In light of national diabetes awareness month this November, doctors are urging people with diabetes and their caregivers to be doubly cautious due to the COVID-19 pandemic.
Dr. Akshay Jain, who operates his own clinic, Fraser River endocrinology in Surrey, spoke to the Optimist recently about the increased risk people with diabetes face in the midst of the pandemic.
Simply put, diabetes is a chronic disease where an imbalance of blood sugar, or glucose, occurs within the body. The uptake of glucose into the body’s cells is regulated by insulin, people with type one diabetes don’t produce any insulin at all and people with type two diabetes produce insulin, but their body’s don’t respond to it. People with type one need constant insulin injections while those with type two diabetes can use medications to help the uptake of glucose to their bloodstream.
Jain explained that excessive amounts of glucose can cause damage to the tiny blood vessels in the eyes, kidneys, nerve endings as well as larger blood vessels in the heart and brain. This can lead to kidney damage, loss of eyesight, loss of limbs, heart attacks and strokes.
Jain spoke to residents of Delta and Surrey specifically, saying due to a number of different factors the region is a hotbed of diabetes due to the large number of immigrants from south Asia and southeast Asia.
“We need to realize that people with uncontrolled blood sugars are at a higher risk of developing complications if they were to get infected with COVID-19,” he said, adding that while people with diabetes are not at an increased risk of infection, if they contract the virus the risk of death is much higher.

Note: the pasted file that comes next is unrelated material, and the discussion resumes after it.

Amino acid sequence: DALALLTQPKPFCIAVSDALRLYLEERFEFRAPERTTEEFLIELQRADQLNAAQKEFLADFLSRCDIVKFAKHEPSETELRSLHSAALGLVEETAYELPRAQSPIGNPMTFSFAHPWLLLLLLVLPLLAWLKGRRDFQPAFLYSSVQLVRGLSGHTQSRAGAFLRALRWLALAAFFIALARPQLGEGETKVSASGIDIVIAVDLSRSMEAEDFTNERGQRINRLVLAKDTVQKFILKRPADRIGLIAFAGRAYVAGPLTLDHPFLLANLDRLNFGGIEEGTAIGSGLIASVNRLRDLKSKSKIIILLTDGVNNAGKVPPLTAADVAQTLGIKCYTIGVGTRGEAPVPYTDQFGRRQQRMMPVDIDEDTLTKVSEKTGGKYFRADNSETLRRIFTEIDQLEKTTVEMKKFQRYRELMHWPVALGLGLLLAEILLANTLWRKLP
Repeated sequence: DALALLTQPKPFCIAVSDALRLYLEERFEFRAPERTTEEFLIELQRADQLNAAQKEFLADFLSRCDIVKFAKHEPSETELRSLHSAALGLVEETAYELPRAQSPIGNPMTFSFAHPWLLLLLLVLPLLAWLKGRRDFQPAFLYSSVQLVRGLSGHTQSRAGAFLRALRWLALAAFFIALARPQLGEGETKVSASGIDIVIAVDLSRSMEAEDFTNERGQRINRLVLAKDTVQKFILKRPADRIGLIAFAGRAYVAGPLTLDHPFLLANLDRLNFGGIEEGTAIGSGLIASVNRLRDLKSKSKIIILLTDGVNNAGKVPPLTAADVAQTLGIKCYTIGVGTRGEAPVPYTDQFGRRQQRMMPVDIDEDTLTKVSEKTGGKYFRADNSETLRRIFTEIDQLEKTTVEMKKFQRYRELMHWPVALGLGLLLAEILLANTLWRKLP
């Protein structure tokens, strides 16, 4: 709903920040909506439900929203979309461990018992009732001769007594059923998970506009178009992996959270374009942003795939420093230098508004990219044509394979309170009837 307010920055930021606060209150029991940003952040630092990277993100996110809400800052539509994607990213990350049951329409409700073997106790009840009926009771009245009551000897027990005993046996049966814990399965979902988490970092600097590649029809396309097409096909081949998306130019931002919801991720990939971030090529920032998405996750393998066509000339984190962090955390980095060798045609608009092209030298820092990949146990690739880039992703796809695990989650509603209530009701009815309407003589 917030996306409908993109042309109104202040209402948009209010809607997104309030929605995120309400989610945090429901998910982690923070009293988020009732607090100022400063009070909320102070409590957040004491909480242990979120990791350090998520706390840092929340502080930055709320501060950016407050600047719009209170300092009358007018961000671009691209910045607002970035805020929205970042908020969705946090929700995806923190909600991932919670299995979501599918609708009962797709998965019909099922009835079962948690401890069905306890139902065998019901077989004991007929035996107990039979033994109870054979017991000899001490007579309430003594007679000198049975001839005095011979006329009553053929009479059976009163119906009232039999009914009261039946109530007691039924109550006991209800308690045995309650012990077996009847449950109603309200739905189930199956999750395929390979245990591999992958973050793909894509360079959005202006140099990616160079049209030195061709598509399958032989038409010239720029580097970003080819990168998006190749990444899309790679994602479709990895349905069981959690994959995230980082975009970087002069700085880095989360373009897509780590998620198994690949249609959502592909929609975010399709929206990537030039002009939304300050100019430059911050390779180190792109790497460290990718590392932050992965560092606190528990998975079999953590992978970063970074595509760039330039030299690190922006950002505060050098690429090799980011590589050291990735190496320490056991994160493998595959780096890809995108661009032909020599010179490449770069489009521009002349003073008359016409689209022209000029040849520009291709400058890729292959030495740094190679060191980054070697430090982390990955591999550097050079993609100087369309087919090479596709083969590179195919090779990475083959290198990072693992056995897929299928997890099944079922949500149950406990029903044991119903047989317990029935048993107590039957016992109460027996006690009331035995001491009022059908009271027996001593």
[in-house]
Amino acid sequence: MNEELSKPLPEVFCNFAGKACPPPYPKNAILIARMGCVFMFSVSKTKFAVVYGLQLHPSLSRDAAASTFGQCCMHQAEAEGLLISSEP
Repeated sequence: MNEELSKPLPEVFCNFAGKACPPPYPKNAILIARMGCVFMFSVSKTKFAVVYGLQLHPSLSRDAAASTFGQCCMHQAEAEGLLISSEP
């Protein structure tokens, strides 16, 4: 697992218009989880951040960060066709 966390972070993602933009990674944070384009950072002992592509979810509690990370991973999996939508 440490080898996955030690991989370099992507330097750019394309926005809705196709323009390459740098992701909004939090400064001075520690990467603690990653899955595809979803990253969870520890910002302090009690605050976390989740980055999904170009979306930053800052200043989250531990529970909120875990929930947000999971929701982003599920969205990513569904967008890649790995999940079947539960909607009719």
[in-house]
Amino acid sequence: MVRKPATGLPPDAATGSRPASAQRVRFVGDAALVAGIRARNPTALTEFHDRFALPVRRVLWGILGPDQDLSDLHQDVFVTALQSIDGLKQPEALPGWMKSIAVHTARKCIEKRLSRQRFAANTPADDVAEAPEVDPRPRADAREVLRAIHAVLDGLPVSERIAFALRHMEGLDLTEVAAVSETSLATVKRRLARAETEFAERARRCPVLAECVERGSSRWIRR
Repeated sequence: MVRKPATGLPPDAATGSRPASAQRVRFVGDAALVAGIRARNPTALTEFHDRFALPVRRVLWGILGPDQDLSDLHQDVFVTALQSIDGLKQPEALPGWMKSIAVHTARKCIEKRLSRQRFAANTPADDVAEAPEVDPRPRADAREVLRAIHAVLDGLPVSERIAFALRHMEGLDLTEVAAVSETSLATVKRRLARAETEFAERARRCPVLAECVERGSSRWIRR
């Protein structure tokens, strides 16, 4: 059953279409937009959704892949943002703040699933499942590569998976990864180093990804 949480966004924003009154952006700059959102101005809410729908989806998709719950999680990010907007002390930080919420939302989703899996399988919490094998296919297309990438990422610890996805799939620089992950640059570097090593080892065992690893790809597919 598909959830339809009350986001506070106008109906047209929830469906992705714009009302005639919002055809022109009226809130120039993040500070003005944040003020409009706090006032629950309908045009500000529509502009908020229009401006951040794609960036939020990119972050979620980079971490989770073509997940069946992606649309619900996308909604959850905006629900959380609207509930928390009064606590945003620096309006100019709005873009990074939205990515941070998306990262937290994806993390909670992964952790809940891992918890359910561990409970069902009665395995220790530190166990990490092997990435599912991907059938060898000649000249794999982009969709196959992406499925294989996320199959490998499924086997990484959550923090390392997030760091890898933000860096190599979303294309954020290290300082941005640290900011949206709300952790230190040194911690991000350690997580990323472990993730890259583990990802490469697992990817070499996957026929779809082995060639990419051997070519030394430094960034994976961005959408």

Jain went on to say how important it is that people living with diabetes keep a close eye on their blood sugar levels to avoid hospitalization and potentially exposing themselves to COVID-19 while there.
One thing that helps people with diabetes though is continuous glucose monitors. Before these monitors the only way people could check their blood sugar was to prick their fingers with a device that would analyze the blood drawn for that point in time. These newer technologies though are able to predict blood sugar dives as far as 20 minutes ahead of time.
Jain said while these are helpful, they are not publicly accessible, which is a serious detriment to those living with the disease.
Jain said if people are interested in getting a continuous glucose monitor they should speak to their doctors.